Knots occur as a result of muscle fibres adhering to each other, or when the bands of tissue underneath them (called fascia) tense or tighten, resulting in a small hard lump. The medical term for muscle knots is myofascial trigger points. Trigger points can be classified as active or latent. Active trigger points cause pain and discomfort without touch or pressure. Latent trigger points are only painful if pressure is applied to them. Common causes of knots include stress and tension, poor posture, staying in the same position for prolonged periods, and dehydration, for example. Although muscle knots are very common, they should not be considered normal or harmless. Myofascial trigger points can cause pain and affect mobility and flexibility. If left untreated, muscle tissue can continue to lose elasticity and cause postural stress that is hard to reverse.
Cramps can be described as a sudden, involuntary muscle contraction or over-shortening of the muscle. While generally temporary and non-damaging, they can cause mild through to excruciating pain, and a paralysis-like immobility of the affected muscle. Cramps usually resolve on their own ranging from a period of several seconds, and up to a week. Muscle cramps may be caused by muscle fatigue or a lack of electrolytes (e.g., low sodium, low potassium, or low magnesium). Hence, muscle cramps during exercise and strenuous physical activity are very common, even in elite athletes. However, cramps can even occur while inactive/relaxed.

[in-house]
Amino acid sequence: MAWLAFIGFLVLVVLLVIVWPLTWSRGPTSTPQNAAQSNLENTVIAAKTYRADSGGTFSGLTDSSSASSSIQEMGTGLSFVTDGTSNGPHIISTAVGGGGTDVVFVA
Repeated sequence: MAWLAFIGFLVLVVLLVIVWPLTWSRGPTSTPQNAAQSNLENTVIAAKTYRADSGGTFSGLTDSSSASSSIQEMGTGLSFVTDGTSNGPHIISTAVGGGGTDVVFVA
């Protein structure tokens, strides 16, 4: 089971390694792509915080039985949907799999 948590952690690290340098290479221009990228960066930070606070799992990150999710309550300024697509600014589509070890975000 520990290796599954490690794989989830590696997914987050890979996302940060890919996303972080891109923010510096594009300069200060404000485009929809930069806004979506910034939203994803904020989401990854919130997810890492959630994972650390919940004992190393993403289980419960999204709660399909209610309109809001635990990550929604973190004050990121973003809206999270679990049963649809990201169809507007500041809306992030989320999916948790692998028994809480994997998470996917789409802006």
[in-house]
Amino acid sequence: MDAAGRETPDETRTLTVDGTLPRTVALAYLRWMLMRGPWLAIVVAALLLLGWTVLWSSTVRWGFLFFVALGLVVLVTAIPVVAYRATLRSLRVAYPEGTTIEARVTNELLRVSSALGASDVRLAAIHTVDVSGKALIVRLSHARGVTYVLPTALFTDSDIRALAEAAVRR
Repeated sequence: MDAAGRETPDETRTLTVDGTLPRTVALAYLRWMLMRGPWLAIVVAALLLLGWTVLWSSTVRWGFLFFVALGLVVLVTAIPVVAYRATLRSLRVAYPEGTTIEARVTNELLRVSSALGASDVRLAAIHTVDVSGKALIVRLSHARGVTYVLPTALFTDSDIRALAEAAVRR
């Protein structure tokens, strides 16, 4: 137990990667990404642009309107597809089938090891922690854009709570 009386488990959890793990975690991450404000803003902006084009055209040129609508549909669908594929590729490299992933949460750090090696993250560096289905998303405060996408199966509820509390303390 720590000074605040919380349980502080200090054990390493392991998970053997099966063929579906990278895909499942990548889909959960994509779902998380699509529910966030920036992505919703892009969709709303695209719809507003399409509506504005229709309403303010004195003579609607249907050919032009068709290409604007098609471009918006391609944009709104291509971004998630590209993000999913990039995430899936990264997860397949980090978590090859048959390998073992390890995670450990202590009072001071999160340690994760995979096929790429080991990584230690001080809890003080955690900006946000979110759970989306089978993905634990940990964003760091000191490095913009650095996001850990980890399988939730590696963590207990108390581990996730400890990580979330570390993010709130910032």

Spasms / Muscle Guarding refers to the body’s natural protective response to prevent further injury by seizing up and going into spasm. As a result of some form of injury or internal derangement, the muscles’ reaction acts as a splint to protect the joint from further damage. This muscle spasm can last for days, weeks, months and even years and is extremely uncomfortable/ painful. Although initially a line of defence, if left untreated it may stop being part of the solution and become part of the problem.
How do I prevent muscle pain?